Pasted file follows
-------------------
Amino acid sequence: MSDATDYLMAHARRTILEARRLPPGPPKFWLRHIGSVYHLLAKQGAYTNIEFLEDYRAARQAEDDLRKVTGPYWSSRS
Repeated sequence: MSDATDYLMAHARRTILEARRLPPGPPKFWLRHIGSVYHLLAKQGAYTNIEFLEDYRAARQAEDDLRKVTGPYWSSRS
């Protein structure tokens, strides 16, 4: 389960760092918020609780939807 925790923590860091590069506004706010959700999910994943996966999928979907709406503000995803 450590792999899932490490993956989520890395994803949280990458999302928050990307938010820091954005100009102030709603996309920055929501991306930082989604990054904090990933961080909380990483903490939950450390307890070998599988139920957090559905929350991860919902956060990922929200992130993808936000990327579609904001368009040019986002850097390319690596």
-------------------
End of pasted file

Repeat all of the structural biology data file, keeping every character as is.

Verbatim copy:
Amino acid sequence: MSDATDYLMAHARRTILEARRLPPGPPKFWLRHIGSVYHLLAKQGAYTNIEFLEDYRAARQAEDDLRKVTGPYWSSRS
Repeated sequence: MSDATDYLMAHARRTILEARRLPPGPPKFWLRHIGSVYHLLAKQGAYTNIEFLEDYRAARQAEDDLRKVTGPYWSSRS
């Protein structure tokens, strides 16, 4: 389960760092918020609780939807 925790923590860091590069506004706010959700999910994943996966999928979907709406503000995803 450590792999899932490490993956989520890395994803949280990458999302928050990307938010820091954005100009102030709603996309920055929501991306930082989604990054904090990933961080909380990483903490939950450390307890070998599988139920957090559905929350991860919902956060990922929200992130993808936000990327579609904001368009040019986002850097390319690596």